Dead letter office
||The examples and perspective in this article may not represent a worldwide view of the subject. (August 2014)|
A dead letter office (DLO) is a facility within a postal system where undeliverable mail is dealt with. Mail is considered to be undeliverable when the address is invalid so it cannot be delivered to addressee, and there is no return address so it cannot be returned to the sender.
At a DLO, mail is usually opened to try to find an address to forward to. If an address is found, the envelope is usually sealed using tape or postal seals, or enclosed in plastic bags and delivered. If the letter or parcel is still undeliverable, valuable items are then auctioned off while the correspondence is usually destroyed. Despite this practice, in the past some undeliverable envelopes were acquired by philatelists.
Dead letter offices go by different names in different countries. Other names include returned letter office or undeliverable mail office.
Canada Post sends mail which is not deliverable to the Undeliverable Mail Office (NUMO) at Mississauga, Ontario or North Sydney, Nova Scotia. Domestic mail which is still undeliverable after passing through NUMO is then destroyed, while incoming international undeliverable mail is returned to the country of origin.
In Malta, undeliverable mail was sorted in the General Post Office in Valletta. The facility was initially known as Returned Letter Branch, but later on it was also referred to as Returned Letter Office or Dead Letter Office. Various postal markings were used at the facility from 1889 onwards.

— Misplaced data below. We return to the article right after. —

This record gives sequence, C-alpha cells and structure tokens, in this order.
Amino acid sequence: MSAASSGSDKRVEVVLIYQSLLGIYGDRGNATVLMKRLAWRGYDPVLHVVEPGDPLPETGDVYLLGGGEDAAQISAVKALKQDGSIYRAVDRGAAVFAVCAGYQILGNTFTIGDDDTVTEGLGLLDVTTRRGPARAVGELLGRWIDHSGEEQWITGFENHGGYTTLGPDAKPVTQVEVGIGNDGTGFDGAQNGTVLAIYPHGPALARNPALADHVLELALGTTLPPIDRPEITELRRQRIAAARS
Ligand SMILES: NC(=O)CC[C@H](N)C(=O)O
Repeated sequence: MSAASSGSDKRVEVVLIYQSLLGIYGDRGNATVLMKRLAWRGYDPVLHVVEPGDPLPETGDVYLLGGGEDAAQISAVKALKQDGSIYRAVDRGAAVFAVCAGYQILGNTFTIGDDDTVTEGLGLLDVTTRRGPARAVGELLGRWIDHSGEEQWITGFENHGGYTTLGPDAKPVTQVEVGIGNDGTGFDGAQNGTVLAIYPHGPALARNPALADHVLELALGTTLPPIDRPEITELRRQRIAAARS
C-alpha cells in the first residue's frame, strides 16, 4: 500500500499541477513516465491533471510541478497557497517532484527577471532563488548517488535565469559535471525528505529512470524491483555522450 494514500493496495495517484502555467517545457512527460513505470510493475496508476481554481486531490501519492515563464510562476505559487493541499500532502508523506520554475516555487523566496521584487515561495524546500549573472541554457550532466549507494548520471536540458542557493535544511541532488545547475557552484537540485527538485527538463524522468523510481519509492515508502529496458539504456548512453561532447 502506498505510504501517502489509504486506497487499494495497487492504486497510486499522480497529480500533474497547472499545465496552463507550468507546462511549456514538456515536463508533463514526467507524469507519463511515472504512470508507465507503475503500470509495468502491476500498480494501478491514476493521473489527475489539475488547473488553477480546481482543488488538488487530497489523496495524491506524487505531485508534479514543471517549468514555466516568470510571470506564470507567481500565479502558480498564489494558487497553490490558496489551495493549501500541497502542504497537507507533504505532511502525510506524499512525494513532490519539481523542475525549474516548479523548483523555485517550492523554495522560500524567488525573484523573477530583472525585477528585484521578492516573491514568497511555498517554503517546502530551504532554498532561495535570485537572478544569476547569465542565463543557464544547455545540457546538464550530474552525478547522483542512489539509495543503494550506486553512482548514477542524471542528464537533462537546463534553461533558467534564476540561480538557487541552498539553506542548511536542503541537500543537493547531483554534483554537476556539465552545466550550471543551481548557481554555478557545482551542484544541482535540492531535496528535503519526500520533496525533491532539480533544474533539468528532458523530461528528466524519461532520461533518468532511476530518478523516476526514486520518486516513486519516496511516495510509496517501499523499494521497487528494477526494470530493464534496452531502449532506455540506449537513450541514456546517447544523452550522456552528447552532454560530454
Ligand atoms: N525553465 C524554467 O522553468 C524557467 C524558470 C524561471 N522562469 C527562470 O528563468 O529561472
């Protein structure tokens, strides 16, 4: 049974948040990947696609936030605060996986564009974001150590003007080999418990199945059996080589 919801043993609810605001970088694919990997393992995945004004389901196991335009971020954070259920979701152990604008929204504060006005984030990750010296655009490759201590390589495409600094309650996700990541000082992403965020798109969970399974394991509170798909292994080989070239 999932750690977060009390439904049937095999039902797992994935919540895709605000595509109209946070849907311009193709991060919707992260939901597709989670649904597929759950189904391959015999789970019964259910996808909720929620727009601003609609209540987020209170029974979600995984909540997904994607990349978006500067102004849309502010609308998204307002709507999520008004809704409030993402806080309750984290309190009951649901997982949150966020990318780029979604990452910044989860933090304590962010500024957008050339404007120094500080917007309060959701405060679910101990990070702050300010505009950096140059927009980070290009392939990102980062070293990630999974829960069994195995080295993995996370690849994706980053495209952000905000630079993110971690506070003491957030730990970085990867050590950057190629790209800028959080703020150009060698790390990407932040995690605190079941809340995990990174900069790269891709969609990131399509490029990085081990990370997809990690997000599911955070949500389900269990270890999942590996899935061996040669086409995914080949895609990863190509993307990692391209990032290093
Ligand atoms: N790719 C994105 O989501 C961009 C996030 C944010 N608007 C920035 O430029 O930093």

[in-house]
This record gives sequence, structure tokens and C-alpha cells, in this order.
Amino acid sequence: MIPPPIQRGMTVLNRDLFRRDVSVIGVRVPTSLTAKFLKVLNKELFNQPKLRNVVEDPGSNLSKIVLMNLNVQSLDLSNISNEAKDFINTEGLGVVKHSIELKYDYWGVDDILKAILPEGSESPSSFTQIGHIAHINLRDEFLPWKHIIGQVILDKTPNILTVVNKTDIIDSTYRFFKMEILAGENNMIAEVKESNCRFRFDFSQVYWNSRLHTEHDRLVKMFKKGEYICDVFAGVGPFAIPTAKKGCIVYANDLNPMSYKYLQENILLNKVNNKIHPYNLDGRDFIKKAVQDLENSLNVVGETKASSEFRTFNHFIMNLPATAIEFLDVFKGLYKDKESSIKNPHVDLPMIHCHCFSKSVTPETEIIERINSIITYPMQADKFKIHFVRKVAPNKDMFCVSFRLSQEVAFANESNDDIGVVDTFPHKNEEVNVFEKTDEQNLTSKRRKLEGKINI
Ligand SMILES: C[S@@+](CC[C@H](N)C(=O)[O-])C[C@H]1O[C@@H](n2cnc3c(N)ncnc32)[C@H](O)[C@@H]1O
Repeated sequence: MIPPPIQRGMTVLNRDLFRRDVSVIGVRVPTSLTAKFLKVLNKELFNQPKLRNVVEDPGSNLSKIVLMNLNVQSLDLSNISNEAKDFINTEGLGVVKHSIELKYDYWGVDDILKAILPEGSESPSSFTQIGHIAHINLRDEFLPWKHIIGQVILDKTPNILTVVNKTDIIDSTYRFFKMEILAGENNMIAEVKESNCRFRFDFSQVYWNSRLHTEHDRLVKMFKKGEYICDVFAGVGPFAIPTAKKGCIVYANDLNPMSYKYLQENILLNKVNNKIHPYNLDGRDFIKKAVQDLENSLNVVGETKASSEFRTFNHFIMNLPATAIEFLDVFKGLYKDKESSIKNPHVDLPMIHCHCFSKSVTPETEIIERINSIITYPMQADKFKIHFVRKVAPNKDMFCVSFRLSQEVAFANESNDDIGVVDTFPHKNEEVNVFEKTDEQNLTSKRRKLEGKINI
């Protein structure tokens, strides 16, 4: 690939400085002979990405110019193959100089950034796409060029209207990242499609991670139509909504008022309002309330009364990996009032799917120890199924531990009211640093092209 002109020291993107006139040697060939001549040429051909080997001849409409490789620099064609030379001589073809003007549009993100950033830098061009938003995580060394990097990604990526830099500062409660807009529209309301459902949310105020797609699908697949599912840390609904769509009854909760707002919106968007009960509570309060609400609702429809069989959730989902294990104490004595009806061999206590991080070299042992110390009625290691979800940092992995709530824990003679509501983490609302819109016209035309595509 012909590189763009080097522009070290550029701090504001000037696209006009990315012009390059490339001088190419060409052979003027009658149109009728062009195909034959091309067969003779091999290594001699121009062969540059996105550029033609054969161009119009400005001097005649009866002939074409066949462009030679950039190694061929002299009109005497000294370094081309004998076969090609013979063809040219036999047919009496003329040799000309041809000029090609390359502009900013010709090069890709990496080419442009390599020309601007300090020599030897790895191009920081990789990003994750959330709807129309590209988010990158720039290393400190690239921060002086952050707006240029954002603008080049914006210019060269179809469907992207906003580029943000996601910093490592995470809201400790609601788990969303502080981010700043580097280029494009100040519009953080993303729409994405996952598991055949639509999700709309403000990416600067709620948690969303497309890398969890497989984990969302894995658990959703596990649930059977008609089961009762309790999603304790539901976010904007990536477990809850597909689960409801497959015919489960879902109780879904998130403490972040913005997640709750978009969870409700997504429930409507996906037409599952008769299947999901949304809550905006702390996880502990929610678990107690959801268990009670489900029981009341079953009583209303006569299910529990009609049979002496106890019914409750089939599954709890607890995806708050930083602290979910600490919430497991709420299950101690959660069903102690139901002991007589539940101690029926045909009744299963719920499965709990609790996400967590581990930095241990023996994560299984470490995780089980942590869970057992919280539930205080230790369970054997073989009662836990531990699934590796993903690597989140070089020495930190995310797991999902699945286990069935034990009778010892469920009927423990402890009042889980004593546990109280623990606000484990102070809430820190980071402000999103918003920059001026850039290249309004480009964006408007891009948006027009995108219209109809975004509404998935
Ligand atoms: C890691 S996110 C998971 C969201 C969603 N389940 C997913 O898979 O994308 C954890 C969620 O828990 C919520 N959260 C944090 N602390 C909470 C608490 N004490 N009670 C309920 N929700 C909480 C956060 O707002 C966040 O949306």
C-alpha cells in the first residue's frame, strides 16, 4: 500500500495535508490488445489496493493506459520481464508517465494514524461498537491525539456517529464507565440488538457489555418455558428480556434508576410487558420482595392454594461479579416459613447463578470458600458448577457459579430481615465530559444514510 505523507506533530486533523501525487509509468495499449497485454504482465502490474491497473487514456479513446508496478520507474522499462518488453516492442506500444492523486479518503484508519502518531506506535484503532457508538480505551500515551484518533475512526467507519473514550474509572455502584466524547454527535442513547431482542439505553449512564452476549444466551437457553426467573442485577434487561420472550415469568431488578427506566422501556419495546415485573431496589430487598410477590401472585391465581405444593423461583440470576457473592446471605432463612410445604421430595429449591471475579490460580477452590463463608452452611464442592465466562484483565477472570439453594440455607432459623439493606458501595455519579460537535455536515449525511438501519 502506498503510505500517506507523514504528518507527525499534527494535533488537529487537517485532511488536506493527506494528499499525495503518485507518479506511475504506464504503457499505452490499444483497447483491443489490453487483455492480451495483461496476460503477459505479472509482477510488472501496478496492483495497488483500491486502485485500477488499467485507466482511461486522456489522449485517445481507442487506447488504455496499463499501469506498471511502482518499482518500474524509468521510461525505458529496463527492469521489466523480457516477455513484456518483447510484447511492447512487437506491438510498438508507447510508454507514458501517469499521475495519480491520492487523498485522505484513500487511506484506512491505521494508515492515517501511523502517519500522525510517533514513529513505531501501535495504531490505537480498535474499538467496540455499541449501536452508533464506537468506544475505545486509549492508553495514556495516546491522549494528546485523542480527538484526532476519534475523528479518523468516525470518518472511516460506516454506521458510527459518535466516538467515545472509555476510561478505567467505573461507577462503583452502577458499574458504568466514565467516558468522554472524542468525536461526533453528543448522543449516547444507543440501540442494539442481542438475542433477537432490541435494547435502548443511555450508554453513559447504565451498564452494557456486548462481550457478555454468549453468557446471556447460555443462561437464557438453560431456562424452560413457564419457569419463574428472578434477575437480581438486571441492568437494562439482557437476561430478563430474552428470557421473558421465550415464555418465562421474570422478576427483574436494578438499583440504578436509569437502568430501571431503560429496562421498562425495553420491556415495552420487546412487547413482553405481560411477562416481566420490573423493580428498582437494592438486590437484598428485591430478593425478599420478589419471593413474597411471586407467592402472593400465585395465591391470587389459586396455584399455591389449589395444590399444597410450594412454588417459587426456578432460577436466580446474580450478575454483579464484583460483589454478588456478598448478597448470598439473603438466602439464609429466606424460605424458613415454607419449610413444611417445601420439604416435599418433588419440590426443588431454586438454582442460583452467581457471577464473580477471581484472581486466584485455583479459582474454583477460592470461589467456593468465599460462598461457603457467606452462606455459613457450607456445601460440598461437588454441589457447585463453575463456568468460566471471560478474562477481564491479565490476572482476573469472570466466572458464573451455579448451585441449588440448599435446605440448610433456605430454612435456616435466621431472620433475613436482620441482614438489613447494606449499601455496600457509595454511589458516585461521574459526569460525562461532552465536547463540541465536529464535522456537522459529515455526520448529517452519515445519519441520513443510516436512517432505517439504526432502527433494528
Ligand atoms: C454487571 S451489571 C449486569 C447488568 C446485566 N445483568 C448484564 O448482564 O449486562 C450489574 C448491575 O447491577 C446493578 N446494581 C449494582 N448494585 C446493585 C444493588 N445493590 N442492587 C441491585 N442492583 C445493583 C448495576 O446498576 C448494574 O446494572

A Dead Letter Office was first established in 1784 for dead and missent letters that had reached London. The bye-letter offices dealt with bye-letters and those that did not go to London. No postage was charged for returns, which were made after six months, where an addressee was found. From 1790 a charge was made for returned letter but the time was reduced to two months by John Palmer. Upon hearing of the return charge William Pitt rescinded the charge.
The United States Postal Service started a dead letter office in 1825 to deal with undeliverable mail. By 1893, it handled about 20,000 items every day. In 2006 approximately 90 million undeliverable-as-addressed (UAA) items ended up in this office; where the rightful owners cannot be identified, the correspondence is destroyed to protect customer privacy, and enclosed items of value are removed. Items of value that cannot be returned are sold at auction, except for pornography and firearms. The auctions also occasionally include items seized by postal inspectors and property being retired from postal service.
These facilities are now known as mail recovery centers (MRC). Other former names include dead letter branch and dead parcel branch. The USPS mail recovery center is located in Atlanta, Georgia. Since April 2013, the postal auctions have been held online and include not only material lost in the U.S. but also material from other national postal authorities who consign them to the USPS for auction.
In popular culture
- One famous fictional alleged employee of the dead letter office is Bartleby, the eponymous character of Herman Melville's "Bartleby, the Scrivener: A Story of Wall-Street".
- Alternative rock band R.E.M. released a compilation of B-sides and rarities entitled Dead Letter Office.